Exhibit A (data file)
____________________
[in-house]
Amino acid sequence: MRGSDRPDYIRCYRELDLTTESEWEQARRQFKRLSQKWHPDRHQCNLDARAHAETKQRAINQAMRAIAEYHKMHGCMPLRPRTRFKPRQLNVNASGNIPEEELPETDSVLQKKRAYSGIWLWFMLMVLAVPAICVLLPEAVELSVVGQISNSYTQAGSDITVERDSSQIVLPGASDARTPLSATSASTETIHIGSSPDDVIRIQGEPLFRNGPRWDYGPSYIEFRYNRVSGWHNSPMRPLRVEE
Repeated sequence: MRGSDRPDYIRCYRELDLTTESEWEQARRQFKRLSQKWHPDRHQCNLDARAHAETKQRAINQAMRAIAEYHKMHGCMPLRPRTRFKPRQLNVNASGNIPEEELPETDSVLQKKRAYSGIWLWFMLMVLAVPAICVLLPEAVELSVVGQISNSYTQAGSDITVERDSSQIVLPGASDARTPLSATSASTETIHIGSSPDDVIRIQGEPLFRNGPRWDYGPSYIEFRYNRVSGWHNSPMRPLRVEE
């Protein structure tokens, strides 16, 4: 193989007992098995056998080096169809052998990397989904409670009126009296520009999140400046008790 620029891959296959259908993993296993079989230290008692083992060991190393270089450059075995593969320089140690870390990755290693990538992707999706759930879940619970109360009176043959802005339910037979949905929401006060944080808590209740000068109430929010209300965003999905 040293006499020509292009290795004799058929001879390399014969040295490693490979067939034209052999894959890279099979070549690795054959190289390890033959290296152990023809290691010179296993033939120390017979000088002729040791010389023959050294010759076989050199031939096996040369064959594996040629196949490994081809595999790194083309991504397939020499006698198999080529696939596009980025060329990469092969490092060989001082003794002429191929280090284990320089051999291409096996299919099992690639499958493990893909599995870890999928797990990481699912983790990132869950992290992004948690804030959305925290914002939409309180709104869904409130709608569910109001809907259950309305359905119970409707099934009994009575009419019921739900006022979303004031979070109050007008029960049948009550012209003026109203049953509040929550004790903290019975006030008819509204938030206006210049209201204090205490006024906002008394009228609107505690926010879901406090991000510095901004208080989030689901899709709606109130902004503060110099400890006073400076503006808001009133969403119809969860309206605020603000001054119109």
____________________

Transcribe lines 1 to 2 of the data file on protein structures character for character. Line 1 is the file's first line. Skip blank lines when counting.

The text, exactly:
[in-house]
Amino acid sequence: MRGSDRPDYIRCYRELDLTTESEWEQARRQFKRLSQKWHPDRHQCNLDARAHAETKQRAINQAMRAIAEYHKMHGCMPLRPRTRFKPRQLNVNASGNIPEEELPETDSVLQKKRAYSGIWLWFMLMVLAVPAICVLLPEAVELSVVGQISNSYTQAGSDITVERDSSQIVLPGASDARTPLSATSASTETIHIGSSPDDVIRIQGEPLFRNGPRWDYGPSYIEFRYNRVSGWHNSPMRPLRVEE